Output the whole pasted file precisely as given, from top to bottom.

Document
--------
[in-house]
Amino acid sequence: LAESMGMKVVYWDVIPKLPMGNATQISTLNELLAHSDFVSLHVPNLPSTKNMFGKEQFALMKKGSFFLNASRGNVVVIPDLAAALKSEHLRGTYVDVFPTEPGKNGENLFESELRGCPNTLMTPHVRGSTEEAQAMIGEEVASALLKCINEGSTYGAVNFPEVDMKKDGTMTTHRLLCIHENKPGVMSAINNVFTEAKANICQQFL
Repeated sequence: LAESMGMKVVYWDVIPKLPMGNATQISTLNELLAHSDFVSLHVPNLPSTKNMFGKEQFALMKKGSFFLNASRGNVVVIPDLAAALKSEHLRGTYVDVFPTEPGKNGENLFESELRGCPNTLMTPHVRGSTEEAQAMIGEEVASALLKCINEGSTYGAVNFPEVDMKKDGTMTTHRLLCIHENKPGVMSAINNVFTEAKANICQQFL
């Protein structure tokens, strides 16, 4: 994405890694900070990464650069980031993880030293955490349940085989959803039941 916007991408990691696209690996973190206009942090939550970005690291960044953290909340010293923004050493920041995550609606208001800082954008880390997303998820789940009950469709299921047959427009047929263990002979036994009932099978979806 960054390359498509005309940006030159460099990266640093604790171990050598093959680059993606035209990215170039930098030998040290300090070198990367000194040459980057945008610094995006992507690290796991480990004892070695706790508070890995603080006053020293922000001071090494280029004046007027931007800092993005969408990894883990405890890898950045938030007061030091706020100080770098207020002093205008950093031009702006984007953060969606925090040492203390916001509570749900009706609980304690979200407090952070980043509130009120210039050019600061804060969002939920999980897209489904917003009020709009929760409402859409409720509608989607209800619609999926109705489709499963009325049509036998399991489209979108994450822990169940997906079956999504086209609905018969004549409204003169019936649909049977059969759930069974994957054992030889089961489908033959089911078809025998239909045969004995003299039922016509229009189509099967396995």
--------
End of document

[in-house]
Amino acid sequence: LAESMGMKVVYWDVIPKLPMGNATQISTLNELLAHSDFVSLHVPNLPSTKNMFGKEQFALMKKGSFFLNASRGNVVVIPDLAAALKSEHLRGTYVDVFPTEPGKNGENLFESELRGCPNTLMTPHVRGSTEEAQAMIGEEVASALLKCINEGSTYGAVNFPEVDMKKDGTMTTHRLLCIHENKPGVMSAINNVFTEAKANICQQFL
Repeated sequence: LAESMGMKVVYWDVIPKLPMGNATQISTLNELLAHSDFVSLHVPNLPSTKNMFGKEQFALMKKGSFFLNASRGNVVVIPDLAAALKSEHLRGTYVDVFPTEPGKNGENLFESELRGCPNTLMTPHVRGSTEEAQAMIGEEVASALLKCINEGSTYGAVNFPEVDMKKDGTMTTHRLLCIHENKPGVMSAINNVFTEAKANICQQFL
């Protein structure tokens, strides 16, 4: 994405890694900070990464650069980031993880030293955490349940085989959803039941 916007991408990691696209690996973190206009942090939550970005690291960044953290909340010293923004050493920041995550609606208001800082954008880390997303998820789940009950469709299921047959427009047929263990002979036994009932099978979806 960054390359498509005309940006030159460099990266640093604790171990050598093959680059993606035209990215170039930098030998040290300090070198990367000194040459980057945008610094995006992507690290796991480990004892070695706790508070890995603080006053020293922000001071090494280029004046007027931007800092993005969408990894883990405890890898950045938030007061030091706020100080770098207020002093205008950093031009702006984007953060969606925090040492203390916001509570749900009706609980304690979200407090952070980043509130009120210039050019600061804060969002939920999980897209489904917003009020709009929760409402859409409720509608989607209800619609999926109705489709499963009325049509036998399991489209979108994450822990169940997906079956999504086209609905018969004549409204003169019936649909049977059969759930069974994957054992030889089961489908033959089911078809025998239909045969004995003299039922016509229009189509099967396995």